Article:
For Valentine’s Day, a holiday when anxieties about choosing the wrong presents can be high, a West Virginia University gifting expert is sharing lessons learned from his gift-giving research.
Julian Givi, assistant professor of marketing in the John Chambers College of Business and Economics, encourages the pursuit of sentimentality in gifts for romantic partners along with family members, friends, recipients at school and work, pets and others.
Each American celebrating Valentine’s Day will spend almost $200 on candy, greeting cards, flowers, an evening out and jewelry, according to the National Retail Federation, putting money on the line with gift selections.
“First of all, don’t forget. Gifts on occasions like Valentine’s Day provide your loved ones signals that you care about them. Forgetting to give a gift can send the opposite message, which is not what you want.
“If you’re early on in a romantic relationship, remember that there is a fine line between giving just enough and giving too little or too much. For relationships in the nascent stages, a single chocolate bar may not be enough, but a pair of diamond earrings will likely be way too much, even if things are off to a great start. Flowers or chocolates are great for relationships that are just getting started.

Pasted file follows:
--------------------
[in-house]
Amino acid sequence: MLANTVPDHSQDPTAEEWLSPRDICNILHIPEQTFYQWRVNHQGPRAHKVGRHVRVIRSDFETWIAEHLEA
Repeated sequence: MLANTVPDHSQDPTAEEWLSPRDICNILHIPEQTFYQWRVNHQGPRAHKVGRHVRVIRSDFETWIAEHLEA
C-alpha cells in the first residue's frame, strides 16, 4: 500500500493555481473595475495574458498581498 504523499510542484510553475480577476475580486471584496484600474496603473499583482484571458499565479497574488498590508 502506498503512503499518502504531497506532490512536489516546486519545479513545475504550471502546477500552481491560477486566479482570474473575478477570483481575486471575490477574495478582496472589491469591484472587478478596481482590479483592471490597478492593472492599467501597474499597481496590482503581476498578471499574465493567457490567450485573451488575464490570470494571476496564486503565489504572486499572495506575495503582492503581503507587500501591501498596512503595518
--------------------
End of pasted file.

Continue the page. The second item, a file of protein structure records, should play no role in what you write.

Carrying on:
“Even though we typically give gifts to romantic partners on Valentine’s Day, consider gifting something to others, like parents, as well. They may not expect to receive anything from you. Yet, research indicates that when recipients have no expectation of a present, even the simplest gifts can bring them happiness.
“If you have a longstanding relationship with your recipient, don’t be afraid to go against traditional Valentine’s Day gifting norms and give something nontraditional if you know it’s something they really want. Research shows when recipients have a strong desire for a particular item, they’re happy to receive it even if it doesn’t match traditional norms for the gifting occasion. If you know your recipient really would like, say, an e-reader, go ahead and give it.
“Consider going with something especially sentimental. Research demonstrates that recipients appreciate sentimentality, especially on heartfelt occasions like Valentine’s Day. A scrapbook or thoughtful letter could be cherished for years to come.” — Julian Givi, associate professor, WVU John Chambers College of Business and Economics
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